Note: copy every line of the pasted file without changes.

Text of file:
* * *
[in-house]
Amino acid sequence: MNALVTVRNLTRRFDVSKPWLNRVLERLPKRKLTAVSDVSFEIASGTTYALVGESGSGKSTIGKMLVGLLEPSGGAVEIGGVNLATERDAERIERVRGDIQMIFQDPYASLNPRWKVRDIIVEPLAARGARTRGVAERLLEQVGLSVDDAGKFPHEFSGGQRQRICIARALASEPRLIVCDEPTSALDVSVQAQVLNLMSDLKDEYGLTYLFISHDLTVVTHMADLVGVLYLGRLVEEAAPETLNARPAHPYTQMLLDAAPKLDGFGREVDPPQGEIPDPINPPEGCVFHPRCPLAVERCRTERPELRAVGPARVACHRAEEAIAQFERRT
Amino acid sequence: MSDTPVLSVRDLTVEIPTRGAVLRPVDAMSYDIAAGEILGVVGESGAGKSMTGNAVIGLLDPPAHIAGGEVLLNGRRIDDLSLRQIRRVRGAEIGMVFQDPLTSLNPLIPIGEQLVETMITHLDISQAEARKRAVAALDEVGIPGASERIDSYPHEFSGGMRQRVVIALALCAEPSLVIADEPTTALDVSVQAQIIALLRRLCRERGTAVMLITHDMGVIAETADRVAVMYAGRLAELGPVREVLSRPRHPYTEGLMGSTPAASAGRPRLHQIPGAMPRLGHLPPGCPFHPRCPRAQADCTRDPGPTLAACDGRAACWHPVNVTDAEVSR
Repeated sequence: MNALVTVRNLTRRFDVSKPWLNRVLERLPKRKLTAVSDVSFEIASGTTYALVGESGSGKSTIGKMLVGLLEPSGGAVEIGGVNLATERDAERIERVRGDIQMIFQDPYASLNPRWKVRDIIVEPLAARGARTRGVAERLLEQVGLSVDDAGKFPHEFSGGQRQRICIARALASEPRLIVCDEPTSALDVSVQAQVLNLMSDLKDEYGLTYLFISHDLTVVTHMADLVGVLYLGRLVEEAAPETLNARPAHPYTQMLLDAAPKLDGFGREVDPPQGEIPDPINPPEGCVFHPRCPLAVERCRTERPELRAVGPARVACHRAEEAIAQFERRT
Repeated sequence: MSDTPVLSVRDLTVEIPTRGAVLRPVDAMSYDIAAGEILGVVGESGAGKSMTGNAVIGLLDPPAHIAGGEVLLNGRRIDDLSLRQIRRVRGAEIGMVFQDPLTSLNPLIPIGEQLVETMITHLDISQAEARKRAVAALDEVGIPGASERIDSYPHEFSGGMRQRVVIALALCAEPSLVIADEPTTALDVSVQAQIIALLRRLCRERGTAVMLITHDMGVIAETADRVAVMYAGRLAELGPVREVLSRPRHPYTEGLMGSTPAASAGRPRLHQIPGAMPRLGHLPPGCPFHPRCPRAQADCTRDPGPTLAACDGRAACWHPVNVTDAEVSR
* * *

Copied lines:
[in-house]
Amino acid sequence: MNALVTVRNLTRRFDVSKPWLNRVLERLPKRKLTAVSDVSFEIASGTTYALVGESGSGKSTIGKMLVGLLEPSGGAVEIGGVNLATERDAERIERVRGDIQMIFQDPYASLNPRWKVRDIIVEPLAARGARTRGVAERLLEQVGLSVDDAGKFPHEFSGGQRQRICIARALASEPRLIVCDEPTSALDVSVQAQVLNLMSDLKDEYGLTYLFISHDLTVVTHMADLVGVLYLGRLVEEAAPETLNARPAHPYTQMLLDAAPKLDGFGREVDPPQGEIPDPINPPEGCVFHPRCPLAVERCRTERPELRAVGPARVACHRAEEAIAQFERRT
Amino acid sequence: MSDTPVLSVRDLTVEIPTRGAVLRPVDAMSYDIAAGEILGVVGESGAGKSMTGNAVIGLLDPPAHIAGGEVLLNGRRIDDLSLRQIRRVRGAEIGMVFQDPLTSLNPLIPIGEQLVETMITHLDISQAEARKRAVAALDEVGIPGASERIDSYPHEFSGGMRQRVVIALALCAEPSLVIADEPTTALDVSVQAQIIALLRRLCRERGTAVMLITHDMGVIAETADRVAVMYAGRLAELGPVREVLSRPRHPYTEGLMGSTPAASAGRPRLHQIPGAMPRLGHLPPGCPFHPRCPRAQADCTRDPGPTLAACDGRAACWHPVNVTDAEVSR
Repeated sequence: MNALVTVRNLTRRFDVSKPWLNRVLERLPKRKLTAVSDVSFEIASGTTYALVGESGSGKSTIGKMLVGLLEPSGGAVEIGGVNLATERDAERIERVRGDIQMIFQDPYASLNPRWKVRDIIVEPLAARGARTRGVAERLLEQVGLSVDDAGKFPHEFSGGQRQRICIARALASEPRLIVCDEPTSALDVSVQAQVLNLMSDLKDEYGLTYLFISHDLTVVTHMADLVGVLYLGRLVEEAAPETLNARPAHPYTQMLLDAAPKLDGFGREVDPPQGEIPDPINPPEGCVFHPRCPLAVERCRTERPELRAVGPARVACHRAEEAIAQFERRT
Repeated sequence: MSDTPVLSVRDLTVEIPTRGAVLRPVDAMSYDIAAGEILGVVGESGAGKSMTGNAVIGLLDPPAHIAGGEVLLNGRRIDDLSLRQIRRVRGAEIGMVFQDPLTSLNPLIPIGEQLVETMITHLDISQAEARKRAVAALDEVGIPGASERIDSYPHEFSGGMRQRVVIALALCAEPSLVIADEPTTALDVSVQAQIIALLRRLCRERGTAVMLITHDMGVIAETADRVAVMYAGRLAELGPVREVLSRPRHPYTEGLMGSTPAASAGRPRLHQIPGAMPRLGHLPPGCPFHPRCPRAQADCTRDPGPTLAACDGRAACWHPVNVTDAEVSR